Role-based security in Microsoft Dynamics AX [AX 2012]
Updated: March 28, 2014
Applies To: Microsoft Dynamics AX 2012 R3, Microsoft Dynamics AX 2012 R2, Microsoft Dynamics AX 2012 Feature Pack, Microsoft Dynamics AX 2012
In role-based security, access is not granted to individual users, only to security roles. Users are assigned to roles. A user who is assigned to a security role has access to the set of privileges that is associated with that role. A user who is not assigned to any role has no privileges.
In Microsoft Dynamics AX, role-based security is aligned with the structure of the business. Users are assigned to security roles based on their responsibilities in the organization and their participation in business processes. The administrator grants access to the duties that users in a role perform, not to the program elements that users must use.
Because rules can be set up for automatic role assignment, the administrator does not have to be involved every time that a user's responsibilities change. After security roles and rules have been set up, business managers can control day-to-day user access based on business data.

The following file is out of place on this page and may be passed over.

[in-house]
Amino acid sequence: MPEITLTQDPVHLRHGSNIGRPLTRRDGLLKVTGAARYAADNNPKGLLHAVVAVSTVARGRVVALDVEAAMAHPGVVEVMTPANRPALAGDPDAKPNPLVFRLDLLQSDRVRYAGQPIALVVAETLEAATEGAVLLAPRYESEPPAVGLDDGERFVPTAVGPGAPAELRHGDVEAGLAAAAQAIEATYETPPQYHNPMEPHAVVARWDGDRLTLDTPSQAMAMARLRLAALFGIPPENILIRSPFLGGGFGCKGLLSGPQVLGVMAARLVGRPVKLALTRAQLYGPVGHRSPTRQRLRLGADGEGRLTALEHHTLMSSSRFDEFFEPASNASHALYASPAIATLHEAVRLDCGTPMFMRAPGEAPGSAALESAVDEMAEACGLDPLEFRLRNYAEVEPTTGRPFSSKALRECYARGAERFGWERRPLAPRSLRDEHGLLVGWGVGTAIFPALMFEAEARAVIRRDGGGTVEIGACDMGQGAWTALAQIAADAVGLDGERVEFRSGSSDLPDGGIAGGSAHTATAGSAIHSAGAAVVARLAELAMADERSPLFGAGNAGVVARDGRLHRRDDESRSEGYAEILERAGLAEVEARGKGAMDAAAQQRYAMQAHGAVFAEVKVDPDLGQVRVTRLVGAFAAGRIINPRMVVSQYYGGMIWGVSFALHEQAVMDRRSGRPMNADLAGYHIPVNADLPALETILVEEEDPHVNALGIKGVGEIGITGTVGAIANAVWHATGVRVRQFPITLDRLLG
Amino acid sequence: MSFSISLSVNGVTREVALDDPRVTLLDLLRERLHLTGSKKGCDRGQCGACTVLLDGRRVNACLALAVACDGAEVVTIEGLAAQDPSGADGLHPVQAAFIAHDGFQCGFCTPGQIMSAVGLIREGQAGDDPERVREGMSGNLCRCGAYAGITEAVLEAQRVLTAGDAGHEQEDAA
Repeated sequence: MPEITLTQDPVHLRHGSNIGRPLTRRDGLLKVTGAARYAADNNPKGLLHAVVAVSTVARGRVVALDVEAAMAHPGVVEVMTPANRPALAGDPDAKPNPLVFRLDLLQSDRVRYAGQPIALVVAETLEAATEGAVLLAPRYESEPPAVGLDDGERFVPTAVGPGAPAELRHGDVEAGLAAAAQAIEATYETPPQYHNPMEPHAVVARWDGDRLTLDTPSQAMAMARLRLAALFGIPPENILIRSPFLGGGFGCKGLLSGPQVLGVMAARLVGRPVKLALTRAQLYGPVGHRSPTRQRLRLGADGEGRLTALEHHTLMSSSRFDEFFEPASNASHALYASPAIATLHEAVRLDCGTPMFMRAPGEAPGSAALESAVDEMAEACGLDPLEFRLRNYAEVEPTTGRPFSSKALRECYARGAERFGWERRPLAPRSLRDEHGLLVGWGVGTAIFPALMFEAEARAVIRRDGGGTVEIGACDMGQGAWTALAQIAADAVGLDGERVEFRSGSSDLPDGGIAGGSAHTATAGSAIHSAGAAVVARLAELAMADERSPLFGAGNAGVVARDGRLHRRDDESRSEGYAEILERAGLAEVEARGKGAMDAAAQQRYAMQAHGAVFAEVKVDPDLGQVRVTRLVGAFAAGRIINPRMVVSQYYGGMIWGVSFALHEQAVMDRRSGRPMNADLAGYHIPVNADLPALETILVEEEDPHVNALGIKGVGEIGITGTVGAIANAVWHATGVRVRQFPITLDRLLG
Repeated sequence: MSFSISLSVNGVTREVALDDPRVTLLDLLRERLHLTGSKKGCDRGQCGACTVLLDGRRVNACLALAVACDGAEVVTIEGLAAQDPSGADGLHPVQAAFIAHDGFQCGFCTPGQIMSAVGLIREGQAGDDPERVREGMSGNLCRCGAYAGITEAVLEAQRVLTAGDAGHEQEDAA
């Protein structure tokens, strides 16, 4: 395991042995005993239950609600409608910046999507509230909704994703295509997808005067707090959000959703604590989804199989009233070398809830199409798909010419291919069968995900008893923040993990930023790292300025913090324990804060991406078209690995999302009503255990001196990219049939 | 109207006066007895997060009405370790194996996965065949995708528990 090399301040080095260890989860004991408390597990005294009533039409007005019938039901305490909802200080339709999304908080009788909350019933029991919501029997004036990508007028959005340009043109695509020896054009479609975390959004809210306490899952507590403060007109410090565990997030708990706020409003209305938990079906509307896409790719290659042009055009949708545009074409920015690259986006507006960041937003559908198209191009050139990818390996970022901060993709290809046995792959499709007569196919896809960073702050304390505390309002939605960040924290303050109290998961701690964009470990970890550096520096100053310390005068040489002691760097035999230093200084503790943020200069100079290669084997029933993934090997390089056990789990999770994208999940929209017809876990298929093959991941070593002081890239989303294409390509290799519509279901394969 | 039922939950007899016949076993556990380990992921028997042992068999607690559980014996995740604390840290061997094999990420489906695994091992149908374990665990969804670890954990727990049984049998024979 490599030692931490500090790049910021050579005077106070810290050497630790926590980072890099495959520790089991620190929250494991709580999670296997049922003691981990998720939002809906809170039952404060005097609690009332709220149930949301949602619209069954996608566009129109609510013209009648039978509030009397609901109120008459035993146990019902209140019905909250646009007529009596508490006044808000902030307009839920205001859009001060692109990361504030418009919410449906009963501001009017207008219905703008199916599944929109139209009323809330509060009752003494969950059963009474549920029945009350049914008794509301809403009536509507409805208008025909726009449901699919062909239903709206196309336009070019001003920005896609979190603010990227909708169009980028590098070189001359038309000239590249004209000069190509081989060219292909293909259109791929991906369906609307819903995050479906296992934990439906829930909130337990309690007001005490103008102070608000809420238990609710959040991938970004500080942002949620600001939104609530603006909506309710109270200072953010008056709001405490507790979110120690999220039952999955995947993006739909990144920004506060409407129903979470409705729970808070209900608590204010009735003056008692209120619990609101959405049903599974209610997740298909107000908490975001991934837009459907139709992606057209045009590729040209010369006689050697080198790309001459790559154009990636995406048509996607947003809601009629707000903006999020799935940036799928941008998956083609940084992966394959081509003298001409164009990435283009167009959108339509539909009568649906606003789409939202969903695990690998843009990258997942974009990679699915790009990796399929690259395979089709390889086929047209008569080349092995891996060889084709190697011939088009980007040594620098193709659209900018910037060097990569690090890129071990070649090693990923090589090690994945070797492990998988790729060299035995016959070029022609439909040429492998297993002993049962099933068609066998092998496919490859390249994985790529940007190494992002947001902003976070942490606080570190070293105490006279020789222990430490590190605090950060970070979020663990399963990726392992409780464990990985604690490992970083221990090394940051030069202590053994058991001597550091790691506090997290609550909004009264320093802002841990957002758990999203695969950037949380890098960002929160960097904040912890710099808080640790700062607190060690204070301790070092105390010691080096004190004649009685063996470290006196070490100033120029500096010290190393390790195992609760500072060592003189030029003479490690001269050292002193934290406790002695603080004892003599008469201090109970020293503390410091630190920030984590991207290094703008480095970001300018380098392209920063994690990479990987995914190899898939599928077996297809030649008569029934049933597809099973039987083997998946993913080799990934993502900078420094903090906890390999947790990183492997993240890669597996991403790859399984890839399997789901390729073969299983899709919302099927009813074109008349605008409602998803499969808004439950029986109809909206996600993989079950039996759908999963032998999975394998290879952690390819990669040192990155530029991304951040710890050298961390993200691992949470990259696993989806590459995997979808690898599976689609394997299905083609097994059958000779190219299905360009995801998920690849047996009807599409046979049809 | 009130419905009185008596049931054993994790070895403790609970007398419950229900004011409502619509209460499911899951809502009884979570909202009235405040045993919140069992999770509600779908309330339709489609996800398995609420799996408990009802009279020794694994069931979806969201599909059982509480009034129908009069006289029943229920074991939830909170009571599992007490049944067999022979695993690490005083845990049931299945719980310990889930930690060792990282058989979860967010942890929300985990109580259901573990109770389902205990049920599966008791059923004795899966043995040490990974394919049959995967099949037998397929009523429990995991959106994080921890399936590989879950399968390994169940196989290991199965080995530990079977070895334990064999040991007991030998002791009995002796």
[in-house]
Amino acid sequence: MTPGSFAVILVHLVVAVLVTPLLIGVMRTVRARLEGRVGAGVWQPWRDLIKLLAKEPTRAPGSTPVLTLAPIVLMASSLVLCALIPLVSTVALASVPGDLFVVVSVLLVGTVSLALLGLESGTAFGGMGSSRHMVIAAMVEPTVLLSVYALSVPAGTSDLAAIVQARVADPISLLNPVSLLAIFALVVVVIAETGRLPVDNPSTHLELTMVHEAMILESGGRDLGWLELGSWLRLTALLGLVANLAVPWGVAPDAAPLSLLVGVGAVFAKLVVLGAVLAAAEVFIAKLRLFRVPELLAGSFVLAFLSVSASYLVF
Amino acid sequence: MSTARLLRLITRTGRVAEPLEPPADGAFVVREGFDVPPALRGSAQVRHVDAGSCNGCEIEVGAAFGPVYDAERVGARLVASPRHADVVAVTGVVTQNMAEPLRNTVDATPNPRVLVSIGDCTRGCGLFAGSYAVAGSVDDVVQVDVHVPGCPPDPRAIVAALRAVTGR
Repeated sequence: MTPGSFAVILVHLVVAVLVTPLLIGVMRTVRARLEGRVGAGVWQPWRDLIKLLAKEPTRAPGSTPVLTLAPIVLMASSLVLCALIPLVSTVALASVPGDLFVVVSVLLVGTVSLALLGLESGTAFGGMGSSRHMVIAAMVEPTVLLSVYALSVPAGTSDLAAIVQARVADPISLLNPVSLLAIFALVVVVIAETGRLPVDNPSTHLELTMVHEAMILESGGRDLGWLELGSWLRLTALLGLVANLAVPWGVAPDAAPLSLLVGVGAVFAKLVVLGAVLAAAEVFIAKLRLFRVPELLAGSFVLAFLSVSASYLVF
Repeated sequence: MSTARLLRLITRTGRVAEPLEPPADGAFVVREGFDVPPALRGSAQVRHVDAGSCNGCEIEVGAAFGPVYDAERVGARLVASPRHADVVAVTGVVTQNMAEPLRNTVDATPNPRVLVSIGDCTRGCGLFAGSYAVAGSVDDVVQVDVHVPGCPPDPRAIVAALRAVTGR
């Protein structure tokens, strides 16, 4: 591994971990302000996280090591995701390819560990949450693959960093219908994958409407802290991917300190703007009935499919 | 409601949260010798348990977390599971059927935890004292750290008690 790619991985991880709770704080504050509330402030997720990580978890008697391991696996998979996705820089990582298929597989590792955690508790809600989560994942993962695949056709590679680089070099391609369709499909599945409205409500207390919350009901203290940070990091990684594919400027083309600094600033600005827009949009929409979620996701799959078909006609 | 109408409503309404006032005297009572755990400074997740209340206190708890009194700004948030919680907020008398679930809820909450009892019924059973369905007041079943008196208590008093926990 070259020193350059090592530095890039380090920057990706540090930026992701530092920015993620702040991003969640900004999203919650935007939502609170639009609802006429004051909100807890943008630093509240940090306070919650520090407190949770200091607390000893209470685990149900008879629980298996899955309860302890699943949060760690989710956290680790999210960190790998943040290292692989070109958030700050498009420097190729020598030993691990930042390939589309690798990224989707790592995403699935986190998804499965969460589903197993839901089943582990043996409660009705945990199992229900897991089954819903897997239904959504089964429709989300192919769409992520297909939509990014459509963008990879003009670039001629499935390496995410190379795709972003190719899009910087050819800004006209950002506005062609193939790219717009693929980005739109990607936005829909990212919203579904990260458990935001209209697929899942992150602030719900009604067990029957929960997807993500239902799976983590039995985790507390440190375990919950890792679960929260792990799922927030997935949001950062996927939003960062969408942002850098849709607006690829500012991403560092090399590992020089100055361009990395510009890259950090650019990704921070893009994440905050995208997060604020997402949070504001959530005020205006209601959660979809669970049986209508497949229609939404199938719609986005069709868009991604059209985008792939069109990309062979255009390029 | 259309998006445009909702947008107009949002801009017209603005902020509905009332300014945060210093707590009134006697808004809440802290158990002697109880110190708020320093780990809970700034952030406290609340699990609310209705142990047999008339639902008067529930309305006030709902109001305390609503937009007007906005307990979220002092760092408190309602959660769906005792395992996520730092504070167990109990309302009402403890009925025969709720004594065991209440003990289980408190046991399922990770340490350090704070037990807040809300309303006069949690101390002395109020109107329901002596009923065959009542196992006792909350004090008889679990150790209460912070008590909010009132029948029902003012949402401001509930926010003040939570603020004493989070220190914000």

This section provides an overview of the elements of role-based security in Microsoft Dynamics AX. The security model is hierarchical, and each element in the hierarchy represents a different level of detail. Permissions represent access to individual securable objects, such as menu items and tables. Privileges are composed of permissions and represent access to tasks, such as canceling payments and processing deposits. Duties are composed of privileges and represent parts of a business process, such as maintaining bank transactions. Both duties and privileges can be assigned to roles to grant access to Microsoft Dynamics AX.
The following illustration shows the elements of role-based security and their relationships.
The following sections explain the elements of the security model in more detail.
All users must be assigned to at least one security role in order to have access to Microsoft Dynamics AX. The security roles that are assigned to a user determine the duties that the user can perform and the parts of the user interface that the user can view.
Administrators can apply data security policies to limit the data that the users in a role have access to. For example, a user in a role may have access to data only from a single organization. The administrator can also specify the level of access that the users in a role have to current, past, and future records. For example, users in a role can be assigned privileges that allow them to view records for all periods, but that allow them to modify records only for the current period.